She has won Downbeat’s Critic’s Poll Rising Star Alto-Saxophonist (2018) and has been included in numerous Reader and Critics Polls including in 2023. Her work has garnered much praise from NPR, The New York Times, The Wall Street Journal, The Wire, DownBeat, and many international publications.

Alive with nurturing visions of simple sonic offerings to morph our present situation, Caroline Davis’ main reason for playing music is to connect with others, beckoning new vistas among curious listeners.

She regularly sings and writes songs with the experimental R&B band, My Tree       


Davis’ latest trio album, Alula (New Amsterdam), mines the anatomical world—the title referring to an appendage on a bird’s wing that aids aerial navigation—for material that can be transformed into artistic analogs. In that respect, the project resembles the saxophonist’s previous disc, 2018’s Heart Tonic (Sunnyside), which drew on cardiology. And like her previous release, the new effort reflects her intellectual bent: Davis holds a doctorate in music cognition from Northwestern University and lectures widely on music.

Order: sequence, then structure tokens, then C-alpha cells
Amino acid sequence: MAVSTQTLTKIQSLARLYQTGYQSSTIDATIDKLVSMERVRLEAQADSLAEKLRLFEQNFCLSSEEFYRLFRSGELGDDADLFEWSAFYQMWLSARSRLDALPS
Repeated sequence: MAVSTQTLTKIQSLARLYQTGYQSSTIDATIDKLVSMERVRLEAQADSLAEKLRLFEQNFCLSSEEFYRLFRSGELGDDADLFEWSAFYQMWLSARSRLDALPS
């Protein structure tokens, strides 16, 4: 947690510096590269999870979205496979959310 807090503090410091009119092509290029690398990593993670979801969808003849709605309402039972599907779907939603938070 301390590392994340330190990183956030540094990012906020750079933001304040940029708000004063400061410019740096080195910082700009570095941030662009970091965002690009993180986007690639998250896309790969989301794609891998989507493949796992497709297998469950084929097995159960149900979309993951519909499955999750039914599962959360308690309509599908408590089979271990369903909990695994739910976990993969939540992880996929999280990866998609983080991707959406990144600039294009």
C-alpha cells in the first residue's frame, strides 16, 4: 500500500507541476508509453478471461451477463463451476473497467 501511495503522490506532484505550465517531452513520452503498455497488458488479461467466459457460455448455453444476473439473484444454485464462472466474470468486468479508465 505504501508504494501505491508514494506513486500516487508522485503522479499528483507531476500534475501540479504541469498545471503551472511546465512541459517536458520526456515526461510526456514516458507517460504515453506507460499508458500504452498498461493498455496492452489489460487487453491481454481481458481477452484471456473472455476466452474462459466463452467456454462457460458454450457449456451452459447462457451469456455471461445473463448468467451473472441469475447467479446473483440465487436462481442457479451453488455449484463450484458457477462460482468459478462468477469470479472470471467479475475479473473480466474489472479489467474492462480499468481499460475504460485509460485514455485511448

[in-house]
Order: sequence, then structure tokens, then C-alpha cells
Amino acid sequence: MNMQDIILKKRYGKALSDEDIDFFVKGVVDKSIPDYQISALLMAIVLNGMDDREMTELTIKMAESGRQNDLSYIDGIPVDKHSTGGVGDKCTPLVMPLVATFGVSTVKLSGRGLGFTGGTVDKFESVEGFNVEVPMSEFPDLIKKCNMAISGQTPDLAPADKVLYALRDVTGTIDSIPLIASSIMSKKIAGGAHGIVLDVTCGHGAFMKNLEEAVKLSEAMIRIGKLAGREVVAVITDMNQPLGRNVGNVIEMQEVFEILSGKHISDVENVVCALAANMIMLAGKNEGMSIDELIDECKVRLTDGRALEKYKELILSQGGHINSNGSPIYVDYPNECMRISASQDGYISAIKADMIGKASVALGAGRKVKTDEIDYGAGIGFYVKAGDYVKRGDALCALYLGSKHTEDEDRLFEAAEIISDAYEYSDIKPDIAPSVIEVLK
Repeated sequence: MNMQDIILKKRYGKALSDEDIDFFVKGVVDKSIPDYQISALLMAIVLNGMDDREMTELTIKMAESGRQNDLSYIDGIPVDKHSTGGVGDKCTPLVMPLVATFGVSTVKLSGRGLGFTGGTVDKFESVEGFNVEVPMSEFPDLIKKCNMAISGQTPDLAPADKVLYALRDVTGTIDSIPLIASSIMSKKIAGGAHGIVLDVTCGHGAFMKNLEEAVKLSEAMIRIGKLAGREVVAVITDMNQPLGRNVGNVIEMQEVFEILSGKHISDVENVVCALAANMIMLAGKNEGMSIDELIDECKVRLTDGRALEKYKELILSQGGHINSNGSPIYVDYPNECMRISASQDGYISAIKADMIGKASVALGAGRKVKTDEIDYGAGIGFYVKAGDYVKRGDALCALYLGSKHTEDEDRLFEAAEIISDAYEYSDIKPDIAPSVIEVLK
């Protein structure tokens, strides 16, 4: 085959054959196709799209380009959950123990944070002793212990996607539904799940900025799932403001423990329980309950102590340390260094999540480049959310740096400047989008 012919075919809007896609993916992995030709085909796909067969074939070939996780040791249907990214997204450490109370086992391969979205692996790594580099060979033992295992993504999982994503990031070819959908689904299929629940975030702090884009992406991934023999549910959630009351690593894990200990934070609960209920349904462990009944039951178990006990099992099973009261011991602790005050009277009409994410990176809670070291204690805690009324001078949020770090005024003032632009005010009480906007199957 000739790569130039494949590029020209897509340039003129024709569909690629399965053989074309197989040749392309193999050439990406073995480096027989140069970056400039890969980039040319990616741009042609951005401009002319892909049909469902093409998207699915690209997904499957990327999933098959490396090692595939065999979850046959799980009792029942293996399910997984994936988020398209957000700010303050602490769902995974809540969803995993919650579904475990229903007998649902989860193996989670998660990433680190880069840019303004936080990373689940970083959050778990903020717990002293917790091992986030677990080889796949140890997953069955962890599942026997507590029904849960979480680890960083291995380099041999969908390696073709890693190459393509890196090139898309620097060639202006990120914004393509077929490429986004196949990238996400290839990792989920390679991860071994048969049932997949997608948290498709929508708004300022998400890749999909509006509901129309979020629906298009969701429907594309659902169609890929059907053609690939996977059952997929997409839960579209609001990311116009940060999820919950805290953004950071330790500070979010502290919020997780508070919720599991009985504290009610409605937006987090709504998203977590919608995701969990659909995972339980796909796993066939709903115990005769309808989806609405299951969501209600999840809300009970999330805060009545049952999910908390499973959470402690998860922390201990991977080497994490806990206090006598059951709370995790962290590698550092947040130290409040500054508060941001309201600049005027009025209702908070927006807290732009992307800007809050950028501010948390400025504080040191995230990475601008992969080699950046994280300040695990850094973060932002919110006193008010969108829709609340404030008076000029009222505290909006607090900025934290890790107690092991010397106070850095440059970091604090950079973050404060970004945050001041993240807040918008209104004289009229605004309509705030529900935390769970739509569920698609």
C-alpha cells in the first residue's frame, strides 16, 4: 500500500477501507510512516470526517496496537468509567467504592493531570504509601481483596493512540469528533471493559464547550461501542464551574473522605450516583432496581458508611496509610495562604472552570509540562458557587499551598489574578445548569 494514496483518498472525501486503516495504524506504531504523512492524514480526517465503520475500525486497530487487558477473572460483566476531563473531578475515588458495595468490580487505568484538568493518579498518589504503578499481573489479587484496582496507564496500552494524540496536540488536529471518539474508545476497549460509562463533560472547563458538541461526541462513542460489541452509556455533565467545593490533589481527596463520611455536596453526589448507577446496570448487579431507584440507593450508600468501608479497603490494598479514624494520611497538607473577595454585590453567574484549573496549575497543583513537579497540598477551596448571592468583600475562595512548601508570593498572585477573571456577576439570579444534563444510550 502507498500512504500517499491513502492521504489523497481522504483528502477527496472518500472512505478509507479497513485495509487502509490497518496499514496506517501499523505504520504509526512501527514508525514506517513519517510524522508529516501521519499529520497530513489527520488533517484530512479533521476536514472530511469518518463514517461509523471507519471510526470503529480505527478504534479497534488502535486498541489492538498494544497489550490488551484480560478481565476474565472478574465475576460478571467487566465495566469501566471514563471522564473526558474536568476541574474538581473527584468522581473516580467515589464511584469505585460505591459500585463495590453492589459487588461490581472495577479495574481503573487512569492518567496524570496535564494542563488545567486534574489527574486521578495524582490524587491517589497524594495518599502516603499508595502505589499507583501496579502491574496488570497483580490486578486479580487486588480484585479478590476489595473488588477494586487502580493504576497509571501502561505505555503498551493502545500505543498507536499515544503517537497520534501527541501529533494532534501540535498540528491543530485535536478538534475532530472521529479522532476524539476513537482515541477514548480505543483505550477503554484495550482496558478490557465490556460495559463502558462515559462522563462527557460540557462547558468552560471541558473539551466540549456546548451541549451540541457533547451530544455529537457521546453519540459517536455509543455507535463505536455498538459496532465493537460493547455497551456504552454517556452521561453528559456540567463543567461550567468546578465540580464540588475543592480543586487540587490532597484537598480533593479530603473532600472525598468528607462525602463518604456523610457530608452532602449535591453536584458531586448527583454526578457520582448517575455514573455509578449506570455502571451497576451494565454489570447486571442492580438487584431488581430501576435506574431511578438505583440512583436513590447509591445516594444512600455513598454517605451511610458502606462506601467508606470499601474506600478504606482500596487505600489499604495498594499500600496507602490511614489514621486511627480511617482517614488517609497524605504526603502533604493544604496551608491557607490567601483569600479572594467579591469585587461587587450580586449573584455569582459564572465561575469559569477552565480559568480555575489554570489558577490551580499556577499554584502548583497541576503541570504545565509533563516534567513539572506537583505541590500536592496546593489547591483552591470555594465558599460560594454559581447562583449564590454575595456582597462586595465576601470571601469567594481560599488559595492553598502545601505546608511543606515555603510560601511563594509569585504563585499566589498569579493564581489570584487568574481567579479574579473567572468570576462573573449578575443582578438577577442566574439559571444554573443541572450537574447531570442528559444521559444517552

A rigorous intellectual, Caroline Davis makes intensely visceral music that mines everything from the cardiology of the human heart (Heart Tonic, 2018) to the anatomy of flight (Alula, 2019) to the shapeshifting nature of grief (Portals, Volume 1: Mourning, 2020). On Captivity, her incendiary new release with her band Alula, the superb alto saxophonist and composer transmutes her alchemical mix of art and science into a cry for justice for incarcerated heroes who’ve soared above prison walls by keeping hope alive.


Through the years, her work continues to garner praise in domestic and international publications. Davis has shared musical moments with Lee Konitz, Angelica Sanchez, The Femme Jam, Matt Mitchell, Terry Riley, Miles Okazaki, Thana Alexa, and Billy Kaye, among many others.

When she was 6 years old, her family moved to Atlanta, Georgia, and she began playing saxophone at Sequoyah Middle School; Then moved to Carrollton, Texas. After high school, she went to The University of Texas at Arlington, where she majored in Cognitive Psychology and Music (2004). During this time, she was also introduced to the education program at Litchfield Jazz Camp, in Connecticut. Her love for jazz blossomed here![2]After her studies, she served as an adjunct instructor at Northwestern UniversityDePaul University, and Columbia College Chicago.

Today, Caroline’s music covers a wide range of styles, owed to this shifting environment. As a leader, she has released seven albums:


Meanwhile, Eisenberg was actively involved in the Western Massachusetts music scene, living there until recently moving to New York, and worked with several rock and noise bands including the Birthing Hips, whose dissolution inspired Auto.